Norfolk - early summer natural history
Norfolk is justly known as one of Britain’s best counties for wildlife. From a base just north of Norwich, we’ll explore a diverse range of habitats in search of early-summer wildlife.
We will spend one full day in Broadland, England’s most important lowland wetland, where Norfolk Hawker dragonflies and Swallowtail butterflies are among the rare creatures we may see on the wing over fens full of fascinating plantlife. Marsh Harriers are feeding chicks at this time of year, Bitterns are booming and Hobbies are feeding on the first flush of summer dragonflies.
We’ll also spend a day in Breckland, Norfolk’s historic sandy grassland, where Mediterranean plants and insects have their northern-most outposts and Stone Curlews have their national stronghold. Though the landscape has changed dramatically, with the introduction of modern agriculture and forestry, we’ll find quiet corners of the Brecks where we can still explore the fascinating history and natural history of these unique grasslands.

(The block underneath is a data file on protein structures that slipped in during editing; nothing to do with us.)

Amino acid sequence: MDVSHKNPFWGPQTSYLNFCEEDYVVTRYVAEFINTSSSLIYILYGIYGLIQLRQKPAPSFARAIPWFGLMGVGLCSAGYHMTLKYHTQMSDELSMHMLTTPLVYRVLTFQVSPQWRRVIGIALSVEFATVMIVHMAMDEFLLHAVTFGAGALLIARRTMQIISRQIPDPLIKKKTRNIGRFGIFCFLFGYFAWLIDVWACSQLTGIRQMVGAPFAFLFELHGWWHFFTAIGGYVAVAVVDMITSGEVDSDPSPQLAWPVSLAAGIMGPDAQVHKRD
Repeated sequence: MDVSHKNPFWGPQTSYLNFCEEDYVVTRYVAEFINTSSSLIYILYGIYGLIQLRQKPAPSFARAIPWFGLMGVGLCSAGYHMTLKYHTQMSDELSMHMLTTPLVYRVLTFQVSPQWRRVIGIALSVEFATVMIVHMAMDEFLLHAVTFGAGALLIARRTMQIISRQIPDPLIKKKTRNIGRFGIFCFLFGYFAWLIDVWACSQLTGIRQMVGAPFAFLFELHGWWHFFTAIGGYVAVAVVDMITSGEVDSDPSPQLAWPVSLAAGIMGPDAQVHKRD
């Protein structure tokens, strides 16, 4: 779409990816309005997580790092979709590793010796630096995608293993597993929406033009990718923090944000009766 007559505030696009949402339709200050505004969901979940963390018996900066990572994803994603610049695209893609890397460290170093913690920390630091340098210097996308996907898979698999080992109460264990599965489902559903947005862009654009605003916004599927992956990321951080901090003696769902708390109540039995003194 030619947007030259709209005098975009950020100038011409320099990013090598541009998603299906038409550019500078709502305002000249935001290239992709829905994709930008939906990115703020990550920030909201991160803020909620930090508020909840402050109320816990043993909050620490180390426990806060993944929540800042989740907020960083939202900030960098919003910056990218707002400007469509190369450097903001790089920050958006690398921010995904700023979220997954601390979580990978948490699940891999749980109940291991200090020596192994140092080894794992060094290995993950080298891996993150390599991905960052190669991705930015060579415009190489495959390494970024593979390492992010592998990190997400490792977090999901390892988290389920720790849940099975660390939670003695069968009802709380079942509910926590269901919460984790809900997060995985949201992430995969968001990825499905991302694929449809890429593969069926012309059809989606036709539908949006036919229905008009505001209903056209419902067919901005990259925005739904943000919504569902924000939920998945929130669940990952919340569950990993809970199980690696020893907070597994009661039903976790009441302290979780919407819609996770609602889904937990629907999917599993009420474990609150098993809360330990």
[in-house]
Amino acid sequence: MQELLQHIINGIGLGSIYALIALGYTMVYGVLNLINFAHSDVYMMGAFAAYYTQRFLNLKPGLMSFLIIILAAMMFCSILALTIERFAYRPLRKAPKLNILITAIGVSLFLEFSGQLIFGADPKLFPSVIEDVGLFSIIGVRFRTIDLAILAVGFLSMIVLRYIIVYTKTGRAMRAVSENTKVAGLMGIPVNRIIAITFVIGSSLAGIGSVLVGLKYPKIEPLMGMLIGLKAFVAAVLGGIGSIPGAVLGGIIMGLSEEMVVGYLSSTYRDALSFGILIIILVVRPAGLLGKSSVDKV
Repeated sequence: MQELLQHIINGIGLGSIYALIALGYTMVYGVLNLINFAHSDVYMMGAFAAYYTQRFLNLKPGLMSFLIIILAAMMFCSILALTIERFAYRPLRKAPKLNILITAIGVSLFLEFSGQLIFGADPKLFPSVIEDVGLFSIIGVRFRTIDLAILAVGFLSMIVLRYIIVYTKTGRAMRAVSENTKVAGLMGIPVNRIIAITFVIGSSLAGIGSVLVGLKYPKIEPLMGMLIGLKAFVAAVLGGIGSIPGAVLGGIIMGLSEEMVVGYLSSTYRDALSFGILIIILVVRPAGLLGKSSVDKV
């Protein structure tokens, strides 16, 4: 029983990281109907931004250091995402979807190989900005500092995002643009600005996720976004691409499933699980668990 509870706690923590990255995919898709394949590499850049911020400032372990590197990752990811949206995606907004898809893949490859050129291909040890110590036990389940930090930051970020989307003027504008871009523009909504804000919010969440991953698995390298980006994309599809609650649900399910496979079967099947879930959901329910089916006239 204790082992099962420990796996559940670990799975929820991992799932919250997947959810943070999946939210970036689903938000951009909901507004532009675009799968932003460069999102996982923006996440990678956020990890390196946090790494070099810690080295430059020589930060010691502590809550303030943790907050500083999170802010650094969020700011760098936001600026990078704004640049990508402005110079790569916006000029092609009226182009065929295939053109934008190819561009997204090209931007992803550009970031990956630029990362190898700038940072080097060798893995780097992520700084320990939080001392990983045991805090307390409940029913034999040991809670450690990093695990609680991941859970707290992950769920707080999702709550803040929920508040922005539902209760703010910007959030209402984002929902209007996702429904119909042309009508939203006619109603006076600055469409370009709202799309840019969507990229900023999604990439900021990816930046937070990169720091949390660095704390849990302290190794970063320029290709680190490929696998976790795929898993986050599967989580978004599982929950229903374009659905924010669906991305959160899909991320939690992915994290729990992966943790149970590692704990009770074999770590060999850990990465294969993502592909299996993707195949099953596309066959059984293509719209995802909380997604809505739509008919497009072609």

Heading to the famous North Norfolk Coast, we will take a privately-chartered boat trip out to Blakeney Point, where we will visit the busy colonies of breeding terns and pupping seals. We will also visit the famous Cley Marshes reserve, where we will watch elegant Avocets and dozing Spoonbills, and listen out for pinging Bearded Tits, and then head inland to Kelling Heath, where Dartford Warblers and Woodlark may be seen, with early butterflies and reptiles also in our sights.
On one evening we’ll make an (optional) after-dinner visit to a quiet Norfolk heath in search of churring Nightjars and roding Woodcock.